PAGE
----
Miami Beach cop suspended for punching handcuffed model after new video emerges
A Miami Beach police officer who kicked and punched a model whose hands were cuffed behind her back has received a month’s unpaid suspension nearly two years after the melee took place. Why did it take so long to reprimand the cop? Because officers never reported the use of force. But an internal investigation uncovered video footage of the assault, the Miami Herald reports.
On June 26, 2013, Miami police responded to a disturbance call about a drunk woman — Megan Adamescu– in the South Bay Club lobby. Finding the suspect, who happened to be a model, sufficiently unruly to put under arrest, officers handcuffed Adamescu’s hands behind her back.
Surveillance footage released by the Miami Herald shows a visibly angry and handcuffed Adamescu kicking a police officer in the lower leg in the parking garage behind Beach police headquarters. The plain clothes police officer, Phillippe Archer, was black. Adamescu, who is white, reportedly directed a racial slur at Archer, prompting the cop to punch her in the face and launch a kick toward her head. A fellow officer (also in plain clothes) pulled Adamescu away.
While Archer was attacking Adamescu, a passerby named Andrew Mossberg stopped to intervene in what he believed to be a mugging. “Mossberg called the police and stepped in even after Archer identified himself,” the Miami Herald reports. “Adamescu then hit a distracted Archer, who struck her and Mossberg in the ensuing struggle.”
Mossberg’s head wounds were bad enough to warrant some intense head bandaging, pictures of which were circulated in the media. “But Archer’s suspension is not connected to the altercation with Mossberg,” according to the Miami Herald.
Archer’s current punishment, rather, is only related to “the blow to Adamescu’s head.” Archer had evidently never previously reported this use of force against the model, though he did pose and smile in a photo with a bandaged Mossberg.
Though they received complaints about Archer’s behavior, the state’s attorney’s office chose not to prosecute, as did the FBI.
“We received a complaint that Philippe Archer of your agency may have been involved in violating the civil rights of Andrew Mossberg and Megan Adamescu,” wrote Robert J. Moossy, Jr., criminal section chief of the civil rights division of the DOJ. “We recently completed our review of the results of the investigation of that complaint to determine whether a federal criminal prosecution was warranted. After careful consideration, we concluded that the evidence does not establish a prosecutable violation of the federal criminal civil rights statutes.”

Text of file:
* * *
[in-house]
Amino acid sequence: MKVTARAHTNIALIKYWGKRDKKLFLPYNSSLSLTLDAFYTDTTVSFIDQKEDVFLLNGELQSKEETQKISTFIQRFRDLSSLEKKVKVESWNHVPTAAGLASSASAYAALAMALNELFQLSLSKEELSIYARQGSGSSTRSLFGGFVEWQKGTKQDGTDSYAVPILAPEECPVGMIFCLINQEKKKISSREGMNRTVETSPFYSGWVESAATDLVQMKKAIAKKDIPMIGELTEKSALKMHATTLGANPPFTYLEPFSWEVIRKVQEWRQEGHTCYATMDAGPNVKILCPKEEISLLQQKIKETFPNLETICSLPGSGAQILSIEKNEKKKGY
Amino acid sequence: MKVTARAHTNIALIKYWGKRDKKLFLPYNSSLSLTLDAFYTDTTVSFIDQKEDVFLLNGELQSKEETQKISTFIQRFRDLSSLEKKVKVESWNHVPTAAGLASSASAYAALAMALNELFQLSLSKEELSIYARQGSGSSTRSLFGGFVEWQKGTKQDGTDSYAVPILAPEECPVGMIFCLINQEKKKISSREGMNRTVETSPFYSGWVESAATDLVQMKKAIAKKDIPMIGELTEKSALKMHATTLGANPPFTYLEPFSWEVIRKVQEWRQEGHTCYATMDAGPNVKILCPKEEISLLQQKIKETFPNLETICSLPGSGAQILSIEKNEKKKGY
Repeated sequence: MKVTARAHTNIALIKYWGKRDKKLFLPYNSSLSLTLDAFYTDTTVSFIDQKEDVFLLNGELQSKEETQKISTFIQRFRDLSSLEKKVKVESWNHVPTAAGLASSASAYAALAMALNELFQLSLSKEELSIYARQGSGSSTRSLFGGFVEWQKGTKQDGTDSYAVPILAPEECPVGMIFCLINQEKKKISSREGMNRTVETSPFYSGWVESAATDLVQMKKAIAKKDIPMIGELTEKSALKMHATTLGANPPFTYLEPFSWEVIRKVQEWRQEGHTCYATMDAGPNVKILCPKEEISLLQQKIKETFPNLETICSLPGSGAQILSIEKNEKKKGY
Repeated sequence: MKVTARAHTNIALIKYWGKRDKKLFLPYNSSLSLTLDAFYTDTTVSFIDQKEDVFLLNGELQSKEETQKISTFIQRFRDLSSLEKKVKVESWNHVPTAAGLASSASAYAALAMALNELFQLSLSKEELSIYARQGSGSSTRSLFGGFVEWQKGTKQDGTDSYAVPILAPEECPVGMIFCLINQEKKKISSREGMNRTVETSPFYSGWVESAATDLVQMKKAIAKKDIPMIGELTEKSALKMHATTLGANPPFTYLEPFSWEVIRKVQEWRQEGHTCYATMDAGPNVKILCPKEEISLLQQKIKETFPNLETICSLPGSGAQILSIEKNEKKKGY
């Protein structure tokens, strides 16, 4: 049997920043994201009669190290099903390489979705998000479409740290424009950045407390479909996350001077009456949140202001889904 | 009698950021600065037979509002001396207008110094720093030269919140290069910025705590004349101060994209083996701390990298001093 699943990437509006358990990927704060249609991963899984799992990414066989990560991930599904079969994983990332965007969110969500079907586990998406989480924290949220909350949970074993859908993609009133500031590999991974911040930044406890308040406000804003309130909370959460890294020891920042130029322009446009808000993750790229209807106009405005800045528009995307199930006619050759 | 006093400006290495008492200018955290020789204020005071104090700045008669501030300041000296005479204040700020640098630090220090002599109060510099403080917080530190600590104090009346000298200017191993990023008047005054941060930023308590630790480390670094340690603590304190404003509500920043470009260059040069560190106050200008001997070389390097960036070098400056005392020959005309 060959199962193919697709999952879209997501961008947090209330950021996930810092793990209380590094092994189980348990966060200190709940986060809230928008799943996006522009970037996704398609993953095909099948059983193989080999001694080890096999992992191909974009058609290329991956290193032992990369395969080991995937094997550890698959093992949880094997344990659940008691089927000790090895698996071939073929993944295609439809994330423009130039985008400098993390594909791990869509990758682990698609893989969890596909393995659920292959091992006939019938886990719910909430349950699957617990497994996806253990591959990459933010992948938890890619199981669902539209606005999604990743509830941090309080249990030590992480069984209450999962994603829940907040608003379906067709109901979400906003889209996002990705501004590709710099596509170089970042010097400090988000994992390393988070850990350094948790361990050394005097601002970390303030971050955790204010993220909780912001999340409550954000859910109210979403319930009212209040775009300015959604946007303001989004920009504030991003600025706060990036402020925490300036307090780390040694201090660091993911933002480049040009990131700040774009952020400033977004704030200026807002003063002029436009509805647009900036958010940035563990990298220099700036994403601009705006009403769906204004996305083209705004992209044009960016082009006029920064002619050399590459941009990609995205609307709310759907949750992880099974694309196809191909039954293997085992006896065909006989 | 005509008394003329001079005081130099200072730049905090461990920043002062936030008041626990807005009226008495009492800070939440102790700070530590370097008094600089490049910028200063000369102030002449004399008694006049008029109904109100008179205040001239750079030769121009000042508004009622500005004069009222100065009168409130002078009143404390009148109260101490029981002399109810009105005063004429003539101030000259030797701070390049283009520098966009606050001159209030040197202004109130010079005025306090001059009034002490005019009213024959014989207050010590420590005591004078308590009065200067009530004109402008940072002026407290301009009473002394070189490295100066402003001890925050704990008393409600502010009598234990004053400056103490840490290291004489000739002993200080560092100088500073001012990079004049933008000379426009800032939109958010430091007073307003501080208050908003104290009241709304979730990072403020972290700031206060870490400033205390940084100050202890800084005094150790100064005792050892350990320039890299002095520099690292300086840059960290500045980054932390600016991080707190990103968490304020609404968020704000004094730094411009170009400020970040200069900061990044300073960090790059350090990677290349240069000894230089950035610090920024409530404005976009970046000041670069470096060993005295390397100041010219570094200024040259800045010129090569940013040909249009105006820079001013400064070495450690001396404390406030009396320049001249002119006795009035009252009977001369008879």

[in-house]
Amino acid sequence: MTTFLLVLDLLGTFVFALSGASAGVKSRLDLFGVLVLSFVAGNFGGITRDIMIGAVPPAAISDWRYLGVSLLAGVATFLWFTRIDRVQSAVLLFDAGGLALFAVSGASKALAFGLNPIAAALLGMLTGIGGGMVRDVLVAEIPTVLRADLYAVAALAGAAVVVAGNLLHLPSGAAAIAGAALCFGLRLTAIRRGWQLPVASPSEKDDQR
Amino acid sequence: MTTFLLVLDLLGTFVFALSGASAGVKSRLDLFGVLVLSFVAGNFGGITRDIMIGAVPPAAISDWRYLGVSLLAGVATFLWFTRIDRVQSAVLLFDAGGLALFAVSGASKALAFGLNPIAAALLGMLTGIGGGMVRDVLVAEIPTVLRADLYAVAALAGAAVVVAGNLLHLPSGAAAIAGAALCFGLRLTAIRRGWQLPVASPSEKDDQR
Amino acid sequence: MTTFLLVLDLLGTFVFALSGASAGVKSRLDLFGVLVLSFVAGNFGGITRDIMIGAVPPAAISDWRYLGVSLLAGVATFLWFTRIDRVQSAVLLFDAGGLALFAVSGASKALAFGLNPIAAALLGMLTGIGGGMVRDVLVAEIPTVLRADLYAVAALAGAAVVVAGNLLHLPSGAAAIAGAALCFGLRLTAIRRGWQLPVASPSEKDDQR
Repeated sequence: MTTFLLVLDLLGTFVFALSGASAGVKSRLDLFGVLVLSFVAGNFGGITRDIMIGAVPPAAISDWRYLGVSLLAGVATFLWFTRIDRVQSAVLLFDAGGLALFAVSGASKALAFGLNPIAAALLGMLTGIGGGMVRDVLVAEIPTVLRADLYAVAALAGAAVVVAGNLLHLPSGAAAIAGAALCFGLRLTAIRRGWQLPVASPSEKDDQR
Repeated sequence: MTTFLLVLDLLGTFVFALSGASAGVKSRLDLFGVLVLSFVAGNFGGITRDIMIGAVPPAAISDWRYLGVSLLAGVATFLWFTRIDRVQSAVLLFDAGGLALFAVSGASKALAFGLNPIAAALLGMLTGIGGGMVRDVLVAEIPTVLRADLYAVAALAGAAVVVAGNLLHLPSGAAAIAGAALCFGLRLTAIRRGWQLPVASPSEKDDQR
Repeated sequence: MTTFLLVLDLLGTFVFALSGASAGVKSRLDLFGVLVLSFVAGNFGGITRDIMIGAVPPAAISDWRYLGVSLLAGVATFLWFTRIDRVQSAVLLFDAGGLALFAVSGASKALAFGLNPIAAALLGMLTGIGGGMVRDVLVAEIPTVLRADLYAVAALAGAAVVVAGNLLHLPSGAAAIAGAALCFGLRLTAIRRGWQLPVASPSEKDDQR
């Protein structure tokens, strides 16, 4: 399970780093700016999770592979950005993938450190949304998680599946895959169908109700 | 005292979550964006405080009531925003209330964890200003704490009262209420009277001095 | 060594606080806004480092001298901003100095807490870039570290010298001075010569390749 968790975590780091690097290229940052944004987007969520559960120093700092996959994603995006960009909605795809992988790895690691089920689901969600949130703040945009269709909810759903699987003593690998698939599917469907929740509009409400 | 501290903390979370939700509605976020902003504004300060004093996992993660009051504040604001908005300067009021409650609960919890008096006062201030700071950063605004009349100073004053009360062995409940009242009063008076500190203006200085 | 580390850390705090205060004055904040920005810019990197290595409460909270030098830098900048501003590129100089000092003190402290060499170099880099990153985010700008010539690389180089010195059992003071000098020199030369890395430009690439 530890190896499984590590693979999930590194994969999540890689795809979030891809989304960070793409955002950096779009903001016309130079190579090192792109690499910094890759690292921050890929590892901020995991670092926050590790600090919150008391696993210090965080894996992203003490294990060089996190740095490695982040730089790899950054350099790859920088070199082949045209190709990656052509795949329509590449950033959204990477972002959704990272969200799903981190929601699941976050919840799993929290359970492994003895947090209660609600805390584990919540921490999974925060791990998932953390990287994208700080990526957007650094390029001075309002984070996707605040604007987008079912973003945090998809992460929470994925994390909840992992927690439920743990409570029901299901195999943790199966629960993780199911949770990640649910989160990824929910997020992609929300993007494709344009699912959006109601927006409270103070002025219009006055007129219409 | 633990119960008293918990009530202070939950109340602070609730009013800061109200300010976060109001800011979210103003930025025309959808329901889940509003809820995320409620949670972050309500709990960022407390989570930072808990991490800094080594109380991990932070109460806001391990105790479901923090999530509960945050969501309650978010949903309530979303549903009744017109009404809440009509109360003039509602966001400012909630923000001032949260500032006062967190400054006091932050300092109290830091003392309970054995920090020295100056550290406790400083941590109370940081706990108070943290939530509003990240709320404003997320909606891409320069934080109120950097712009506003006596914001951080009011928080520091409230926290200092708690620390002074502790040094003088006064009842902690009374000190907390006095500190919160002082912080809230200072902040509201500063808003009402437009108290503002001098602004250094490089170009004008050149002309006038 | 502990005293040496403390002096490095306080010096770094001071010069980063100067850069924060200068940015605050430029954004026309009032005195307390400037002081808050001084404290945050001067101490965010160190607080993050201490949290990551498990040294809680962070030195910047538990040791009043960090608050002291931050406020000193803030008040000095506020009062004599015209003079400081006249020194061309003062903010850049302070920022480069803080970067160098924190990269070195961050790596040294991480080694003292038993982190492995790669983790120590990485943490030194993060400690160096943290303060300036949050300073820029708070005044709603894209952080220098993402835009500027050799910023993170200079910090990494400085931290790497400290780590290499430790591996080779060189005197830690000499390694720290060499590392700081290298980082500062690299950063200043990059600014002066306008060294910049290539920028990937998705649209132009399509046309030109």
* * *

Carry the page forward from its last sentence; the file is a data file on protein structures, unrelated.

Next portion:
Ed Griffith, spokesperson for the state attorney, tells the Miami Herald that “battery could not be proven” from the video showing footage of Archer attacking a detained woman in handcuffs.
“The battery that was the focal point of the possible criminal charge could not be proven beyond a reasonable doubt given that the victim initiated it,” Griffith says.
“My disciplinary action speaks for itself,” Police Chief Dan Oates said in a statement on Monday. “This event occurred nearly two years ago, before much of the current city and Police Department leadership was in place. Everyone, including the officer involved, has learned from this event. We are moving forward.”
Internal investigators had harsher words for Archer in their summary report.
Characterizing Archer’s attack on Adamescu as meeting a “slight woman’s meager schoolyard kick with excessive, unnecessary, and unwarranted use of force,” the report laid into Archer pretty directly:
“Your experience, knowledge of rules, policies and proper practice dictates that you knew you should have reported and documented the events at the police station, you knew that taking a photo with a prisoner was inappropriate, you knew you should have properly secured the prisoners, and you knew you used excessive force. Your lack of judgment and your poor decisions defy your tenure as a Miami Beach Police Officer of 19 years.”